Tesla Is Now the Second Most Valuable Automaker in the World
Will Elon Musk's company keep rising or eventually crash?
The success of Tesla has always been an anomaly in the auto industry, with experts constantly betting on the failure of Elon Musk’s electric vehicle company. In April 2019, a prominent investor said, “This is the beginning of the end [for Tesla].” In May, Digital Trends proclaimed that “Tesla is now doomed.” And in August, a Forbes contributor decreed, “Tesla has failed massively as a public company.”
On Wednesday morning, Tesla didn’t just silence its critics, it blew away all expectations by becoming the second most valuable automaker in the world, as reported by The Wall Street Journal. That again: Tesla’s market value topped $100 billion, putting it above Ford, Hyundai and even Volkswagen, with only the massive Toyota Motor Corp. besting it at around $200 billion.
As the Journal writes, this is particularly good news for CEO Elon Musk, if the valuation stays above that mark, because it “could start unlocking a more than $50 billion pay package” approved by Tesla shareholders. But if you haven’t heard, Musk is already rich, and there’s a much larger significance to this moment than one person’s fortune.
On Friday, Reuters reported that the National Highway Traffic Safety Administration would review a petition concerning 500,000 Tesla vehicles that could have “unintended acceleration” issues, though the petition only cites 127 complaints. On Monday, Tesla took not just a strong defense stance, stating that there is no such problem; the company actually went on the attack, the first line of their response stating: “This petition is completely false and was brought by a Tesla short-seller.”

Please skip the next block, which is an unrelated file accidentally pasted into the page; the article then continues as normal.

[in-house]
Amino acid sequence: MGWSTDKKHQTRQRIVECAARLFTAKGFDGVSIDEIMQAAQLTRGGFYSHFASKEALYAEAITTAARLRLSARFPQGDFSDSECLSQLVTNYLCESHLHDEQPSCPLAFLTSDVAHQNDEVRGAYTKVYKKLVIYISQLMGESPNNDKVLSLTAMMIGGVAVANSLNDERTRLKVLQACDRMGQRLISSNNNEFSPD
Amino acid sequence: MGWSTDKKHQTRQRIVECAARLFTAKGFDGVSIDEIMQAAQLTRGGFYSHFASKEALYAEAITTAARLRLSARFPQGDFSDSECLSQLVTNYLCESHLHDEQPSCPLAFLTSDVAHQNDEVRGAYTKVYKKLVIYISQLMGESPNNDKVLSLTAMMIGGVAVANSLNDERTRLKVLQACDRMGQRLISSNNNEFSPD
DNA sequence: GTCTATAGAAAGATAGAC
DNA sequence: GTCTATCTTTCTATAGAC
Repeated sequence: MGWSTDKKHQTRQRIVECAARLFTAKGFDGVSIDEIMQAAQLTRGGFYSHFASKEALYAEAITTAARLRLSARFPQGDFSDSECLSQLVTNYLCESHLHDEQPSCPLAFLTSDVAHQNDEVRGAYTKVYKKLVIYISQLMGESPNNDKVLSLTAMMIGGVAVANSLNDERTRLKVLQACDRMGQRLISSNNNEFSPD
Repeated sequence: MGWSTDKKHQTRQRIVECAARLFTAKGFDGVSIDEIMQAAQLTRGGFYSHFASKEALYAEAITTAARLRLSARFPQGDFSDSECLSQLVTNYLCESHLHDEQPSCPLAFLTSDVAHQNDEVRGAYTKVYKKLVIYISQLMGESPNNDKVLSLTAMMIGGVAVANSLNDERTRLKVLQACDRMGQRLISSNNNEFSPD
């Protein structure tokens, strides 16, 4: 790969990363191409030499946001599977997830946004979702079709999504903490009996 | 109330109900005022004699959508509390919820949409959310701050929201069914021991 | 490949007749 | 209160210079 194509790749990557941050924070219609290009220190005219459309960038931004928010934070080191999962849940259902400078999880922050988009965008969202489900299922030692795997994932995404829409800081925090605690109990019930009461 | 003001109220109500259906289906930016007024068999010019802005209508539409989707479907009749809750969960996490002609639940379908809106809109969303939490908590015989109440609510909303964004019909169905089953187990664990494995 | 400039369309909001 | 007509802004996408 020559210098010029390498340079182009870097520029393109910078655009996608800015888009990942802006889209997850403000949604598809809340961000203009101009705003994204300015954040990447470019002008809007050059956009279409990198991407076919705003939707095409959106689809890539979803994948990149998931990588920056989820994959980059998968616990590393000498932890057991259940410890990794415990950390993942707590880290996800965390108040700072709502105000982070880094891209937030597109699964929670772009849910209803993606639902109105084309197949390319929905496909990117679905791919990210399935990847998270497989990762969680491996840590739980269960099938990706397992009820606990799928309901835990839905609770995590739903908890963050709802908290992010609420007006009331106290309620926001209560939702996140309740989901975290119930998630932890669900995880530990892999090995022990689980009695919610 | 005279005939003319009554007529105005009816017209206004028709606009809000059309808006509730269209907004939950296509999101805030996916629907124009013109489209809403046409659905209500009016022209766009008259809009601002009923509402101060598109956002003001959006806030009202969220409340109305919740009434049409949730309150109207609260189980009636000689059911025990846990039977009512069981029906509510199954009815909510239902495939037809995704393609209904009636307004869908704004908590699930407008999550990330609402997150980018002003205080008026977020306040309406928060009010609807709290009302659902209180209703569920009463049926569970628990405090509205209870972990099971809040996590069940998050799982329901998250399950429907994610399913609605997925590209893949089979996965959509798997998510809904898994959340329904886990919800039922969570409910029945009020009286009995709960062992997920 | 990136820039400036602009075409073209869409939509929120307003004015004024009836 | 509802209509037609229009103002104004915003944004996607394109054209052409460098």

Basically, a “short seller” is someone who borrows stock, sells it, then buys it back when the price falls. As Tesla is currently on an unanticipated financial tear, boosted by strong quarterly results and expansion like its new Chinese factory, the allegation of short selling is certainly not out of the question.
Furthermore, some high-profile analysts have expressed regret over betting against Tesla, so a person could conclude that as Tesla achieves greater success, the opposition will also be greater, and short-selling is one manifestation.
But that, as with the stock market, is speculation. Only time will tell if Tesla can keep up the momentum, if the NHTSA will turn the petition into an investigation and what effect, if any, that will have on Musk’s EV empire.
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